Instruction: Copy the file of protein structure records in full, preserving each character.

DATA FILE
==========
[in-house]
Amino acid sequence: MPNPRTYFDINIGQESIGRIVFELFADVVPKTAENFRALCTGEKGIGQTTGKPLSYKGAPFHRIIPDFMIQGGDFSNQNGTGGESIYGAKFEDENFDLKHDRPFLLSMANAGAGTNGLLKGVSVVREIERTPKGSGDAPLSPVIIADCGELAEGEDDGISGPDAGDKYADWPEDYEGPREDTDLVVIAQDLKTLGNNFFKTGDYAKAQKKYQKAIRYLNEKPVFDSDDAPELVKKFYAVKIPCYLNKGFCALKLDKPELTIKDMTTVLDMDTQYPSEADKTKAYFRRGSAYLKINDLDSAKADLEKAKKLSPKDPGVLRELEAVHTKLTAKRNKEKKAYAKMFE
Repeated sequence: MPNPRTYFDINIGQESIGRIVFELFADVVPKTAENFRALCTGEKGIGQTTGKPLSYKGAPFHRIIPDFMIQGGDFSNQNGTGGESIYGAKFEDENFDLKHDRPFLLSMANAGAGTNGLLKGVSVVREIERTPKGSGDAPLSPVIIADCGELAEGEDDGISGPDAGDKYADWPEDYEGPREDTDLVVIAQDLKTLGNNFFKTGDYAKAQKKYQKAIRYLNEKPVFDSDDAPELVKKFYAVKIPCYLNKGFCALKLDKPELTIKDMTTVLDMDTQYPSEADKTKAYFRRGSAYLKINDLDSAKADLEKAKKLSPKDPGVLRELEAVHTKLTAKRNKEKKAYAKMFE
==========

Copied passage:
[in-house]
Amino acid sequence: MPNPRTYFDINIGQESIGRIVFELFADVVPKTAENFRALCTGEKGIGQTTGKPLSYKGAPFHRIIPDFMIQGGDFSNQNGTGGESIYGAKFEDENFDLKHDRPFLLSMANAGAGTNGLLKGVSVVREIERTPKGSGDAPLSPVIIADCGELAEGEDDGISGPDAGDKYADWPEDYEGPREDTDLVVIAQDLKTLGNNFFKTGDYAKAQKKYQKAIRYLNEKPVFDSDDAPELVKKFYAVKIPCYLNKGFCALKLDKPELTIKDMTTVLDMDTQYPSEADKTKAYFRRGSAYLKINDLDSAKADLEKAKKLSPKDPGVLRELEAVHTKLTAKRNKEKKAYAKMFE
Repeated sequence: MPNPRTYFDINIGQESIGRIVFELFADVVPKTAENFRALCTGEKGIGQTTGKPLSYKGAPFHRIIPDFMIQGGDFSNQNGTGGESIYGAKFEDENFDLKHDRPFLLSMANAGAGTNGLLKGVSVVREIERTPKGSGDAPLSPVIIADCGELAEGEDDGISGPDAGDKYADWPEDYEGPREDTDLVVIAQDLKTLGNNFFKTGDYAKAQKKYQKAIRYLNEKPVFDSDDAPELVKKFYAVKIPCYLNKGFCALKLDKPELTIKDMTTVLDMDTQYPSEADKTKAYFRRGSAYLKINDLDSAKADLEKAKKLSPKDPGVLRELEAVHTKLTAKRNKEKKAYAKMFE